China and the coffee market give you lots of information

China and the coffee market give you lots of information

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In a street renovated for Buon Ma Thuot’s seventh biennial coffee festival, tourists sat in cafes watching children sing and dance in the traditional dress of the Ede people.

>> See More: Specialty Coffee in Da Nang end Roastery Coffee in Da Nang

Propaganda posters in the Soviet style hung by the road, depicting ethnic minorities above bold red slogans calling people to construct their homeland and uphold high moral standards. Many people in the central highlands of Vietnam belong to a minority such as the Ede or the Jarai.

“Everyone here plants coffee, and coffee is a part of our culture,” said Mr Eban, in the farm he inherited from his grandparents, who used to grow coffee for the French. He explained he’s fine without breakfast but “would never wake up without coffee.”

Further up the Mekong river, China also wants a slice of coffee fame. Though far behind the major coffee countries in terms of production, growth has been rapid. By the end of this year it plans to be using 133,000 hectares to grow coffee, more than triple the 2010 area. In its three-year plan for the coffee industry, the Yunnan Agriculture Department announced a focus on “high quality” to make Yunnan coffee “famous internationally.”

“There’s a huge potential… Yunnan could become Asia’s coffee centre,” reads the plan.

How coffee is grown and plantations expand is extremely important given the pressure coffee growing can put on the environment, particularly water sources and forest. Recognizing this, Yunnan is taking measures to promote organic coffee farming.

Tradition and ambition

China is a tea-drinking country but coffee consumption is growing rapidly. International franchises like Starbucks and Costa have reached almost every big city, while Chinese brands like Luckin Coffee are emerging. Over the last decade coffee consumption has grown at an average rate of 16% each year, compared to a world average of 2%, according to the International Coffee Organization.

Despite the coffee fever in urban China, farmers in Yunnan have little connection to the drink their plants become. Li Yemei doesn’t drink coffee and has never heard of mocha or cappuccino. Coffee is merely a cash crop for her, no different from rubber or mango. Unlike her counterparts in Vietnam, she brews a pot of tea to start the day.

The dark and aromatic tea grown where she lives in Pu’er is world famous.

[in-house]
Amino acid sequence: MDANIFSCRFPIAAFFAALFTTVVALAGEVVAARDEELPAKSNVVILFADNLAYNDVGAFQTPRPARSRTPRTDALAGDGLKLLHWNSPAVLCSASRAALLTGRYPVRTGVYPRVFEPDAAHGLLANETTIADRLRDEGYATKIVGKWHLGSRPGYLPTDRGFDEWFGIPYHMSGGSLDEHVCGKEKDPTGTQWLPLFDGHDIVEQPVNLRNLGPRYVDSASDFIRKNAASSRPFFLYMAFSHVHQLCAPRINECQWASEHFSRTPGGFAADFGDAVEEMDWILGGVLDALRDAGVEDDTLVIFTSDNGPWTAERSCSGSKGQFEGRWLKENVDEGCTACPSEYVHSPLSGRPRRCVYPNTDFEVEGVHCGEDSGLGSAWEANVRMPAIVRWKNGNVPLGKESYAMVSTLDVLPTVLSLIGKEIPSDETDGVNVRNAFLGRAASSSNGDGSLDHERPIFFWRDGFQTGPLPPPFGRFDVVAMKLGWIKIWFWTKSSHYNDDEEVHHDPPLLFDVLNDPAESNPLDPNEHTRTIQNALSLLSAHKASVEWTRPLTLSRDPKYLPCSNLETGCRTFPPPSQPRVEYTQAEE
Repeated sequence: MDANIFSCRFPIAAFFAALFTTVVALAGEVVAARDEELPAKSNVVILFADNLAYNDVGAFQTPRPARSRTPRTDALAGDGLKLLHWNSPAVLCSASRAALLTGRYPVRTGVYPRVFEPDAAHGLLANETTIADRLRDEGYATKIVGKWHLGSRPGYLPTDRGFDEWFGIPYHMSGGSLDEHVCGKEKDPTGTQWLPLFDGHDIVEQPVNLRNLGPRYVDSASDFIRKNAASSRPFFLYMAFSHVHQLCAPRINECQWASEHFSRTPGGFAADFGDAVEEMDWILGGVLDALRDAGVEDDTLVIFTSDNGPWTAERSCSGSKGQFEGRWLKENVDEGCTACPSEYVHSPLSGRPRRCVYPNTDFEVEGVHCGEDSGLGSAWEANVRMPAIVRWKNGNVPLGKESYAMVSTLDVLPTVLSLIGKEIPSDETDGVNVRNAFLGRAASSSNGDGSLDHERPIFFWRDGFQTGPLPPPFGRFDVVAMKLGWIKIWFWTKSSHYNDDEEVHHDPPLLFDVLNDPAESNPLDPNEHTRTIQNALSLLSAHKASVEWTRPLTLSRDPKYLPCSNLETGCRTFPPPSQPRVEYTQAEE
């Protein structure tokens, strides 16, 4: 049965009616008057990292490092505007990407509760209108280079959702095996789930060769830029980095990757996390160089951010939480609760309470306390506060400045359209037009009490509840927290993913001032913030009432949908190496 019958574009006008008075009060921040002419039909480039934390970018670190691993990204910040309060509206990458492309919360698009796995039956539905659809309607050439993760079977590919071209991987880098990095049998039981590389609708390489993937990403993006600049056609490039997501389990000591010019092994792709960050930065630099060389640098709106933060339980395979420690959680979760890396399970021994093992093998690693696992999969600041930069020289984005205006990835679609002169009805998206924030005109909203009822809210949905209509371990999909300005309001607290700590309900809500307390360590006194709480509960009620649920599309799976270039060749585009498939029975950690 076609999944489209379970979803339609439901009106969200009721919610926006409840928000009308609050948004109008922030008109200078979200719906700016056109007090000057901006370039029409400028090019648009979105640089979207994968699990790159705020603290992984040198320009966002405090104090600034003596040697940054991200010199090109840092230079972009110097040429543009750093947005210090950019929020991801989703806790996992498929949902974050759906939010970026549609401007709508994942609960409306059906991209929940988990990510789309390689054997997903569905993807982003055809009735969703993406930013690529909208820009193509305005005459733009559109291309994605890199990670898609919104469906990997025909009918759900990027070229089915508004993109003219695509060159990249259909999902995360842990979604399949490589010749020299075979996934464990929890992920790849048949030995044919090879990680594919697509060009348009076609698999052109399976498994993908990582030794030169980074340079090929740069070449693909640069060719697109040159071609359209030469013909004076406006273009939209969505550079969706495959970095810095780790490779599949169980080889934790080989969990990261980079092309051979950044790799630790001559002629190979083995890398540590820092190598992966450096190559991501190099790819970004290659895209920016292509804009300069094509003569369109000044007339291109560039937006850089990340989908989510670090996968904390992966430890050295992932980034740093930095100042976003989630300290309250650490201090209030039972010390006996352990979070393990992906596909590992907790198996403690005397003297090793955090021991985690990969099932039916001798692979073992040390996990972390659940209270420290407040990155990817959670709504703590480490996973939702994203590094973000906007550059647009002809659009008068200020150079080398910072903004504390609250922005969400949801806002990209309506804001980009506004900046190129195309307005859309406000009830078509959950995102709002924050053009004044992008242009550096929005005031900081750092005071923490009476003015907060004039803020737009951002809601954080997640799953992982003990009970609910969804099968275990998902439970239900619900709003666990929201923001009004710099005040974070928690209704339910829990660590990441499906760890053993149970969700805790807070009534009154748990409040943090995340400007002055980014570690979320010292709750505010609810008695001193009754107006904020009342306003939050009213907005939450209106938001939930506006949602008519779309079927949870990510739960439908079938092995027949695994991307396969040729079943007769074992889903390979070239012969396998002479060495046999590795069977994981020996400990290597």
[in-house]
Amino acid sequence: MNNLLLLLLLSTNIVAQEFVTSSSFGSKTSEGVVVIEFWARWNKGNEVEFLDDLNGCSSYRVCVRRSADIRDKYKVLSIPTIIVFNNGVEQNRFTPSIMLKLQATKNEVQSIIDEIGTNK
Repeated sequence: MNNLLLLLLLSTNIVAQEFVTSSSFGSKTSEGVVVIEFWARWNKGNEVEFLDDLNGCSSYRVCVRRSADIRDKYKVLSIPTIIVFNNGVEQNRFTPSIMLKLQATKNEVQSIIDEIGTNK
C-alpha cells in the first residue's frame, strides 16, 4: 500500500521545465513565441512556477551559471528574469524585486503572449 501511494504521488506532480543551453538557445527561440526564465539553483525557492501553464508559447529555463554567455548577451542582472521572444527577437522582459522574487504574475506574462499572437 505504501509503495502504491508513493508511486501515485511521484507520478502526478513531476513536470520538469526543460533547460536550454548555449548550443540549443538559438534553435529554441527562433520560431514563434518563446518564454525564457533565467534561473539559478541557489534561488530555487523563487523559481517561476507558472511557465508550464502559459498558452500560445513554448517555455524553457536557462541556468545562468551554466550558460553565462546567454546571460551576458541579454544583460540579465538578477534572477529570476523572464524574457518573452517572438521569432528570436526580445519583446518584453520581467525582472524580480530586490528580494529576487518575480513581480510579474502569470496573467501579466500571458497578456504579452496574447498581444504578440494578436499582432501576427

Huang Xujing, deputy chief of the Pu’er Coffee Association, wants to make Pu’er coffee as famous as Pu’er tea.

It’s a challenging aim. When she brought samples to the Beijing International Horticultural Exhibition this year, many people had no idea that tea wasn’t the only hot drink coming out of Yunnan.

“Yunnan has been planting coffee silently for too long,” said Huang. “It’s time for the world to know we have high-quality coffee.”

When Huang visits coffee farmers she always brings a bean grinder and a French press. She believes farmers who have tasted and enjoyed coffee care more about cultivation.

As part of the growth efforts, this year Pu’er established the Tea and Coffee Industrial Development Centre, where Huang works. “Pu’er is the heaven of Arabica coffee”, states a board outside her office.

However, a booming demand for low-cost coffee is putting pressure on coffee-growing areas already suffering serious deforestation from agricultural activities. According to Greenpeace, by 2013, only 9% of Yunnan’s forest was still primary, because “many high-quality forests have vanished and been converted into plantation”.

Fifty-three-year-old farmer Xing He has to use herbicides and chemical fertilizers three times a year to boost production. And even a light rain can wash away the soil from mountain slopes where the coffee plants grow. Pointing to the reddish river water mixed with mud, Xing said: “The mountain can’t hold soil anymore. The fertilizers are all wasted.”

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>>https:43factory.coffee/en/china-and-vietnam-need-sustainable-coffee-farming.html
 
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